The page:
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There is less difference between the Series I and Series II Wagoneers, the latter getting 22-inch gloss black wheels, triple-pane windows with a panoramic sunroof, black exterior accents and some interior upgrades. There’s also the topline Series III ($86,495), which adds a standard air suspension, beefier Quadra-Tac 4WD system, heated second-row seats and more.

Both the Wagoneer and QX80 are big, powerful and bulky, and have V8 power to take care of their transportation needs. The Wagoneer has a 5.7-liter engine — rated at 392 horsepower and 404 lb-ft of torque — equipped with an eTorque 48-volt hybrid setup with cylinder deactivation and Variable Cam Timing as standard equipment. An eight-speed automatic transmission sends power to all four wheels through one of three available 4×4 systems: Quadra-Trac I, Quadra-Trac II or Quadra-Drive II with active low range. The tester was equipped with the Quadra-Trac I, a lightweight single-speed transmission designed to promote fuel economy while improving traction by shifting torque to the wheel with the best grip.

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The QX80 is powered by a 5.6L V8 that produces 400 hp and 413 lb-ft of torque paired with a seven-speed automatic transmission and standard all-wheel drive. This system has three modes (Auto, 4Hi and 4Lo), which can be selected depending on the driving conditions. The 4WD gear switch is used to select 4WD mode depending on the driving conditions. A 4WD shifter electronically controls the transmission’s operation.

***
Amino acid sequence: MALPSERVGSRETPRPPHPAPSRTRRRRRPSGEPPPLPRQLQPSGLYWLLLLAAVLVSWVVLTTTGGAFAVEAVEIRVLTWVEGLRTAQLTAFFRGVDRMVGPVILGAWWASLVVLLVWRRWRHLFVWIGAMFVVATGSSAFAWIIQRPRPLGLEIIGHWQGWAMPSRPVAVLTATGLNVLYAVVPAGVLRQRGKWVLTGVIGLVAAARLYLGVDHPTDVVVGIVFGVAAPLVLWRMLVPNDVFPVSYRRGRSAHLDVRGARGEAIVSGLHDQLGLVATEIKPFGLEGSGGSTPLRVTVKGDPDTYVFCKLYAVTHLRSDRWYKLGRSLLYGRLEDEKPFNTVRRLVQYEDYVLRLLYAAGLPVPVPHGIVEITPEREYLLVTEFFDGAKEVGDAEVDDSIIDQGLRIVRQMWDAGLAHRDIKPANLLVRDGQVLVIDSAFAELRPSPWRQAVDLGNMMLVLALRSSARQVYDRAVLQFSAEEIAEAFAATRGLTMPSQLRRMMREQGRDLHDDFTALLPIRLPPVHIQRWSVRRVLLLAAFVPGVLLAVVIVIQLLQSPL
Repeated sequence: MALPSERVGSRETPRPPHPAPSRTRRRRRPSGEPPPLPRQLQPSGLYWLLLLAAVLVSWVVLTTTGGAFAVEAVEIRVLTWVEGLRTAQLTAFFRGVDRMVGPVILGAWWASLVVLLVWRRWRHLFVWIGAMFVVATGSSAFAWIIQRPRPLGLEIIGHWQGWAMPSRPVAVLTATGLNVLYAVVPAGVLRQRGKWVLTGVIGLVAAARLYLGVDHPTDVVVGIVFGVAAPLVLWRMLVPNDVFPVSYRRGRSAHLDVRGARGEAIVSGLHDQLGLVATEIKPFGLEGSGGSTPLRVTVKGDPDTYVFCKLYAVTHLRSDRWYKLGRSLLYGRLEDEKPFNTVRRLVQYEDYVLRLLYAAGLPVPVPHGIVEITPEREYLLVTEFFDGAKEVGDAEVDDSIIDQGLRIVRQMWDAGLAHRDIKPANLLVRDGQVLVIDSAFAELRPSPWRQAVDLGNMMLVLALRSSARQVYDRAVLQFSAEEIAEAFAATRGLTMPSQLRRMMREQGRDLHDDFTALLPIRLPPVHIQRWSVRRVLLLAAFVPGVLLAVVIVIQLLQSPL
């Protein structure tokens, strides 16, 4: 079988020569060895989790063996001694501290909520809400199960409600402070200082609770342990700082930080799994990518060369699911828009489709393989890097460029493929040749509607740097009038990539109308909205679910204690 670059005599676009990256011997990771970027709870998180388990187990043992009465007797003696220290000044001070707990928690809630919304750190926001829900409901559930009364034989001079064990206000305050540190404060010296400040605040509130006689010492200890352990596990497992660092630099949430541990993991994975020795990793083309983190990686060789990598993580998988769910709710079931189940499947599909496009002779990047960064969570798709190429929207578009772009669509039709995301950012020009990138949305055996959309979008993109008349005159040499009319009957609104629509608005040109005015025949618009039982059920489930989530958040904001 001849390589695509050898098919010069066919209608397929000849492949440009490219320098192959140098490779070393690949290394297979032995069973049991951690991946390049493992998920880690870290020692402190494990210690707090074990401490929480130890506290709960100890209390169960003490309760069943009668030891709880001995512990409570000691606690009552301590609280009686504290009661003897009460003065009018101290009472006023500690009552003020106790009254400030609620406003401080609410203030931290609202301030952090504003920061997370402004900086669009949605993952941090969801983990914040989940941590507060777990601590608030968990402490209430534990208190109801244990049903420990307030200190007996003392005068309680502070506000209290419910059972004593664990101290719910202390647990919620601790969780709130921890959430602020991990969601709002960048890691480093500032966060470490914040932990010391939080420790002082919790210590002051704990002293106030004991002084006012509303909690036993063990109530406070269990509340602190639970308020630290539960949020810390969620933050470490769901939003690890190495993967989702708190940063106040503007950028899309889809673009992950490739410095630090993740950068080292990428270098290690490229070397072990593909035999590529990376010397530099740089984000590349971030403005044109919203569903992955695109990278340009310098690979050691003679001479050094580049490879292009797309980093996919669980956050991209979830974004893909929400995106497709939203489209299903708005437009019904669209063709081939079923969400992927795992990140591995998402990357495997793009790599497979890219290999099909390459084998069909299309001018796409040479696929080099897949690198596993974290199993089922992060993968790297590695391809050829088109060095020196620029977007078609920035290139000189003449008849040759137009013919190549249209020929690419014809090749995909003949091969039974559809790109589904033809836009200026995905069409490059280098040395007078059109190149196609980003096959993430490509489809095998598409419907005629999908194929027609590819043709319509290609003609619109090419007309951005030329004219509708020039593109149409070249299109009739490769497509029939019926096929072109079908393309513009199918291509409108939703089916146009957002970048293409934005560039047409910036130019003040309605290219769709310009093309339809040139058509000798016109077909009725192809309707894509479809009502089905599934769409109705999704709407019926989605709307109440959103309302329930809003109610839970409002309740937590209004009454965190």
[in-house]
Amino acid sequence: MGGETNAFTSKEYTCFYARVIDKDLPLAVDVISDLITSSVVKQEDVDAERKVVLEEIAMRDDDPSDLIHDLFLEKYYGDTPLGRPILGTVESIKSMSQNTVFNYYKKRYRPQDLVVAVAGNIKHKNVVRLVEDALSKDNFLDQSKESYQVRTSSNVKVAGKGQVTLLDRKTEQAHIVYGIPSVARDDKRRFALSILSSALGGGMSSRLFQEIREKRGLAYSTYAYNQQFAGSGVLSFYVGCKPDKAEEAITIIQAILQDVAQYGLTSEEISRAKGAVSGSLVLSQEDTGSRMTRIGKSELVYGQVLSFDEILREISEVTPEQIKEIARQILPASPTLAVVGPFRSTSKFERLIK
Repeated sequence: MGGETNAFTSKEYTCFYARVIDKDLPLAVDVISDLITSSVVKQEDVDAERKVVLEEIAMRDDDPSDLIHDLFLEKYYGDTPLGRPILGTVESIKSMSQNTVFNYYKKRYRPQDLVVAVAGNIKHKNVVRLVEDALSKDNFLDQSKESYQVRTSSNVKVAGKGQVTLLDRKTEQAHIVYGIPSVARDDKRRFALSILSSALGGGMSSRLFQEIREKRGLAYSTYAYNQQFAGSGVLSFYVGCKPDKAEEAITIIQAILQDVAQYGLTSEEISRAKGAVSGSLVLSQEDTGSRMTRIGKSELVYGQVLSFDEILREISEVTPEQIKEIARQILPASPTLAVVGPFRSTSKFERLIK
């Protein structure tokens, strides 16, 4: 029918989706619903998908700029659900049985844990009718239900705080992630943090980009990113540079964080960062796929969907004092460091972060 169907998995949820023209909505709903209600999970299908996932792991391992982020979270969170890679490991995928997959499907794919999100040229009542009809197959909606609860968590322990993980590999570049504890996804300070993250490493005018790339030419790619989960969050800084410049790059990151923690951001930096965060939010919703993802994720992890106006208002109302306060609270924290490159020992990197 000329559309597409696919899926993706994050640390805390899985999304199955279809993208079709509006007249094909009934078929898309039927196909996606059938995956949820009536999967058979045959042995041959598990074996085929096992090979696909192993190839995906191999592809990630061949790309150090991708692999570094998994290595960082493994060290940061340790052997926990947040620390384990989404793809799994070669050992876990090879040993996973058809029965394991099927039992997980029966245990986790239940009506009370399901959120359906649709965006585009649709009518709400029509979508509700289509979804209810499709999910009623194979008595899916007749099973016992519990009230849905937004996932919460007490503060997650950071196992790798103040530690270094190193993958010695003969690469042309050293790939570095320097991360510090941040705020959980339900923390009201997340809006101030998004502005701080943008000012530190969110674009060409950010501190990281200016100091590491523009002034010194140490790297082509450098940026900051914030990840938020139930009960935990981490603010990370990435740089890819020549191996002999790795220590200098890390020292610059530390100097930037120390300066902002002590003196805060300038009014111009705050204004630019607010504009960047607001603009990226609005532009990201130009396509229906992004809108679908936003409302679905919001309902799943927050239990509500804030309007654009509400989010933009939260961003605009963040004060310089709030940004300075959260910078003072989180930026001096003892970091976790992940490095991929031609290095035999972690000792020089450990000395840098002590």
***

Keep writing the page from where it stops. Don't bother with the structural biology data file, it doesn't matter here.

Three reasons to choose Wagoneer

  1. Fuel economy: Prius-like fuel economy from any of these bruisers is a fantasy. That said, the Wagoneer has significantly better city and highway consumption figures than the QX80 — 15.6 L/100 km city and 11.7 L/100 km highway compared to 17.8/12.2 for the QX80, according to NRCan. I averaged 12.2 L/100 in the Jeep and 13.8 L/100 in the Infiniti during my time with the sport brutes. Most of the credit for the Wagoneer’s better fuel economy is attributable to cylinder deactivation; at a steady cruising speed, four of the engine’s eight cylinders shut down. Another important point: premium gas is recommended for the QX’s 5.6L V8 while mid-range 89 octane is recommended for the Wagoneer’s eight-cylinder — and regular 87 octane is acceptable.